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Process for Exemption from Certain Leave Requirements under FFCRA

On April 6, 2020, the U.S. Department of Labor published a temporary rule (“Rule”) pursuant to the Families First Coronavirus Response Act (“FFCRA”). The Rule sets forth the process by which private employers with fewer than 50 employees can exempt themselves from providing certain leave benefits under the paid sick leave and family leave provisions of the FFCRA.

First, it is important to note that there is no application process for exemption. Employers may exempt themselves from the requirements under the FFCRA pursuant to an analysis of qualifying reasons set forth in the Rule. However, employers should not take this analysis lightly. Each of the qualifying reasons sets forth a harsh standard that must be met in order to truly qualify for the exemption.

Second, the exemption only operates to exempt the employer from the requirement to provide leave due to childcare issues as set forth in the Rule. As such, employers will still be required to provide paid sick leave for any of the other qualifying reason contained within the FFCRA, but would be exempt from 1) providing 80 hours of paid sick leave due to school closures and lack of childcare, and 2) providing twelve weeks of leave under the Family Leave provision of the FFCRA.

In order to qualify for the exemption an employer with fewer than 50 employees must demonstrate that one of the following qualifying criterion is met:

(1) [Providing paid sick leave or expanded family and medical leave to care for the employee’s son or daughter whose school or place of care is closed, or child care provider is unavailable, for COVID–19 related reasons] would cause the employer’s expenses and financial obligations to exceed available business revenue and cause the employer to cease operating at a minimal capacity;

(2) the absence of the employee or employees requesting such leave would pose a substantial risk to the financial health or operational capacity of the employer because of the employee(s) specialized skills, knowledge of the business, or responsibilities; or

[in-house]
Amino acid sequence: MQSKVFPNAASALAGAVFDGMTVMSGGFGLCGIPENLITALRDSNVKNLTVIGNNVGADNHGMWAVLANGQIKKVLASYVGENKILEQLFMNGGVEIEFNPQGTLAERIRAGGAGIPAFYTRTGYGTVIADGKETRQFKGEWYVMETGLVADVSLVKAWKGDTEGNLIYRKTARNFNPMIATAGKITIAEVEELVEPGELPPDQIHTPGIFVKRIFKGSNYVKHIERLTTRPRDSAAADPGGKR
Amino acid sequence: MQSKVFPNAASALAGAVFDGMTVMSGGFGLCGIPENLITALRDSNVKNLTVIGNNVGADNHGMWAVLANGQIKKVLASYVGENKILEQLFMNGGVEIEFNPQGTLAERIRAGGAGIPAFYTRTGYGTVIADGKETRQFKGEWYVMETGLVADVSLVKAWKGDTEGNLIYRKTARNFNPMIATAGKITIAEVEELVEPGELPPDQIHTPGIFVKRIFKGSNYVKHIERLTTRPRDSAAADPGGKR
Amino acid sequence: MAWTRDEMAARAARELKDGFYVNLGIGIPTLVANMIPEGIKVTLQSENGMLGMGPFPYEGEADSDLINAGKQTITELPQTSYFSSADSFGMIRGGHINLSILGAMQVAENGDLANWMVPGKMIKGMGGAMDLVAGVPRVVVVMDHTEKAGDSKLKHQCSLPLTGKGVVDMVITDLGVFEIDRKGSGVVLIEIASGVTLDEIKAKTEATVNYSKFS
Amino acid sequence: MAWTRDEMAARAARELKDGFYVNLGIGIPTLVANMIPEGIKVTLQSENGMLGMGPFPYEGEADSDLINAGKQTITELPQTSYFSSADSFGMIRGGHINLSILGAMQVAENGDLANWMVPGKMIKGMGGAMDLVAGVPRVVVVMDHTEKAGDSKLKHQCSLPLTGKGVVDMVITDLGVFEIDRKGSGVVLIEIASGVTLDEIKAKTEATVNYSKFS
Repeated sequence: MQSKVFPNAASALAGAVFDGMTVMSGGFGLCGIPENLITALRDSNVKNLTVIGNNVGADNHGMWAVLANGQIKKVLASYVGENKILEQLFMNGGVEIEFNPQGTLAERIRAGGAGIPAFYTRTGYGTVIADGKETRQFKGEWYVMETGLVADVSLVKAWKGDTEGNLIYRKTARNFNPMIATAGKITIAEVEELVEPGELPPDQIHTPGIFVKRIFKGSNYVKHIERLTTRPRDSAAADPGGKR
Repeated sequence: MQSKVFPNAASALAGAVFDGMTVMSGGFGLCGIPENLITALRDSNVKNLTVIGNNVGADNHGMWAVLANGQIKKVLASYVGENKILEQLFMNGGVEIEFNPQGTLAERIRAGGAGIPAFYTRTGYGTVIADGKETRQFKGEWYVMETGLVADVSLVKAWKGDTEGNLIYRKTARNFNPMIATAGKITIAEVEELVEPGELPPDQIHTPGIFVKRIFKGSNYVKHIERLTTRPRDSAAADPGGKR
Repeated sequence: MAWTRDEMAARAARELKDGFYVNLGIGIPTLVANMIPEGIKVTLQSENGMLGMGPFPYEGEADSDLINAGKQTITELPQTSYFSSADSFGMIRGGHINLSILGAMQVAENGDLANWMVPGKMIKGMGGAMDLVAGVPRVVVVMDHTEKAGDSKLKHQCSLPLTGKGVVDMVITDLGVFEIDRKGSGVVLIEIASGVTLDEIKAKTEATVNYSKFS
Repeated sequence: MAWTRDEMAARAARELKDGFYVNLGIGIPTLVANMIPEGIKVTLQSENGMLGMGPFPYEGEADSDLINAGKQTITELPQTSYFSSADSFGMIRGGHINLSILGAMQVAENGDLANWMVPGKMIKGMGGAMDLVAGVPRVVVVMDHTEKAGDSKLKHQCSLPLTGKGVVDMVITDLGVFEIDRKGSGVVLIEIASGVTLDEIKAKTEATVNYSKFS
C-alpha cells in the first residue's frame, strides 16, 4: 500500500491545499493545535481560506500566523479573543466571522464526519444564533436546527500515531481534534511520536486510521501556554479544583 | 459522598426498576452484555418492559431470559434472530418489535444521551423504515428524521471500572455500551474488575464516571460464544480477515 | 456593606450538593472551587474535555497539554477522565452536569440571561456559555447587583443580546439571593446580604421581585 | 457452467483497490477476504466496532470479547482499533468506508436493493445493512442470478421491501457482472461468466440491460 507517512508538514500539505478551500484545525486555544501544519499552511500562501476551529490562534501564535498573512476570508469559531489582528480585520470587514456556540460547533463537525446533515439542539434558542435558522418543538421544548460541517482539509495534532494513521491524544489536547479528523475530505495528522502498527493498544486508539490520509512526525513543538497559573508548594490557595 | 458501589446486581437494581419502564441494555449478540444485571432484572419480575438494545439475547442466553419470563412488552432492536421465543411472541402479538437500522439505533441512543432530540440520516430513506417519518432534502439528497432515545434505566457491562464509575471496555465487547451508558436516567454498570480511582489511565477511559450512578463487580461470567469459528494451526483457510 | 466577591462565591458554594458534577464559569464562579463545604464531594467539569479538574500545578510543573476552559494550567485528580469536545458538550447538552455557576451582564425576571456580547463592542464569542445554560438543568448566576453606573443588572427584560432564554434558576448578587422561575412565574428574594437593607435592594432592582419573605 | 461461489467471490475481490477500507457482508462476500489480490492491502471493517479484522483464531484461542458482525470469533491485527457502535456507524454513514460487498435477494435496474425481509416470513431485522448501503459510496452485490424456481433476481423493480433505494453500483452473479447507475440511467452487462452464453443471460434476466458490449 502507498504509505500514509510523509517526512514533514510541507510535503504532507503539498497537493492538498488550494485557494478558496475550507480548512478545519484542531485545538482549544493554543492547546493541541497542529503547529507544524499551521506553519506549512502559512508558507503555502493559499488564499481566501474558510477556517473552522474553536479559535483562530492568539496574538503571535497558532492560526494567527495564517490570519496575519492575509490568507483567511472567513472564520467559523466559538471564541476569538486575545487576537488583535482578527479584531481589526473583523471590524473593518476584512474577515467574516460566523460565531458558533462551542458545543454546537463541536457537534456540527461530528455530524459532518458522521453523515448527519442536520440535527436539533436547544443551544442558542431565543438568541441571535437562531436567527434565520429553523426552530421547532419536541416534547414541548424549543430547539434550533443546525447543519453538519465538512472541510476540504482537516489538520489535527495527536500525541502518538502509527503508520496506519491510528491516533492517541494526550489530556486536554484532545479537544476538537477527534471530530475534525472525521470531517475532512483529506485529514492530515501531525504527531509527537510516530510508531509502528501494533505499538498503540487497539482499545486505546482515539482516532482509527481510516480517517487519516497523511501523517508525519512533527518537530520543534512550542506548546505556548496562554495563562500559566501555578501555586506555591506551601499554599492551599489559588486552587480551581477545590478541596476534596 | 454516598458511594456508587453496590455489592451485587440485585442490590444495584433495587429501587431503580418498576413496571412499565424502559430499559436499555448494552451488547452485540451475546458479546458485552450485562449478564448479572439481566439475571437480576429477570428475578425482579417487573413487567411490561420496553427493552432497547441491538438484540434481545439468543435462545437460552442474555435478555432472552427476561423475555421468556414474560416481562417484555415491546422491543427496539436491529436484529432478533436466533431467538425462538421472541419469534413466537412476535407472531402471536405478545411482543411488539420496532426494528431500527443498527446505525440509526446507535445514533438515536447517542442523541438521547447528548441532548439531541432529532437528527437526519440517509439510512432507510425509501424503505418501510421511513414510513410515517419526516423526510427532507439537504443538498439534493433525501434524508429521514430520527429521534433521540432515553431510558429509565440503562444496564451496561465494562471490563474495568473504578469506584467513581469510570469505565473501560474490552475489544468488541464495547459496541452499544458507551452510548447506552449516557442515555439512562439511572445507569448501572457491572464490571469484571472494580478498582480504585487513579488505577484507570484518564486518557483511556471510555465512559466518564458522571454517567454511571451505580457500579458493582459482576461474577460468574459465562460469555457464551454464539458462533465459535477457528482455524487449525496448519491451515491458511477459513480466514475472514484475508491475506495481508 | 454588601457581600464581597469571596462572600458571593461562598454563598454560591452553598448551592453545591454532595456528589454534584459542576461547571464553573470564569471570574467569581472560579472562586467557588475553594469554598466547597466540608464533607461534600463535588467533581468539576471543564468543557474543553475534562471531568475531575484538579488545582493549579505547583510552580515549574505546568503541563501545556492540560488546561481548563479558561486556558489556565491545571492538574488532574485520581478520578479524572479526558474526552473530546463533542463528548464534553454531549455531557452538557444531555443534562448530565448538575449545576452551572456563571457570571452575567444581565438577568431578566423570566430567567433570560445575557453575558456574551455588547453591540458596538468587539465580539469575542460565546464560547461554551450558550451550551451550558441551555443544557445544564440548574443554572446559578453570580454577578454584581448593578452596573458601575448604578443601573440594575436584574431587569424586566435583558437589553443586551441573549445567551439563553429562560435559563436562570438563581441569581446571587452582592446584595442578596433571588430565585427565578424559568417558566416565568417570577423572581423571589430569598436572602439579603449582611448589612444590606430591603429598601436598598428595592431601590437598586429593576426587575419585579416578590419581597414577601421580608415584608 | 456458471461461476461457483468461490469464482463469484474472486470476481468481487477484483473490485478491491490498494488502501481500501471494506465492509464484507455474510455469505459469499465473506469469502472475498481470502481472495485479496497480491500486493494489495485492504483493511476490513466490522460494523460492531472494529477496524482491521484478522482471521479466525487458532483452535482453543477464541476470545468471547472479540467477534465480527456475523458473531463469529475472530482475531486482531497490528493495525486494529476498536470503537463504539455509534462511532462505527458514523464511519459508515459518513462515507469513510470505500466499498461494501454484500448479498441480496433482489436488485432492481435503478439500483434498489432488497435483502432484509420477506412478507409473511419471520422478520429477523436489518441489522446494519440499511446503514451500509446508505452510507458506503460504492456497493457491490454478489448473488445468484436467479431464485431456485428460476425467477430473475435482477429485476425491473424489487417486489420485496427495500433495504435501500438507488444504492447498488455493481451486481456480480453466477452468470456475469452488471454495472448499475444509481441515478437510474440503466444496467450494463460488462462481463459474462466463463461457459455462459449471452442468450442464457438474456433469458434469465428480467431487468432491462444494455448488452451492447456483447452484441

(3) the employer cannot find enough other workers who are able, willing, and qualified, and who will be available at the time and place needed, to perform the labor or services that the employee or employees requesting leave provide, and these labor or services are needed for the employer to operate at a minimal capacity.

For reasons (1), (2), and (3), the employer may deny paid sick leave or expanded family and medical leave only to those otherwise eligible employees whose absence would cause the employer’s expenses and financial obligations to exceed available business revenue, pose a substantial risk, or prevent the employer from operating at minimum capacity, respectively.

Documentation of the facts and circumstances surrounding the denial of leave for one or more of the above reasons is required by the Rule. As the FFCRA is a new legal requirement for employers, it is not yet known the amount of risk an employer is assuming by exempting itself from certain paid leave requirements. Therefore, we highly recommend that you contact an employment attorney who is well-versed in the FFCRA statute and related regulations to assist you in obtaining and preparing the proper documentation to support an exemption determination.

Attorneys from Stock and Leader’s Business and Employment Group are constantly monitoring the quickly evolving legal landscape and are ready to help you navigate through this unprecedented time.

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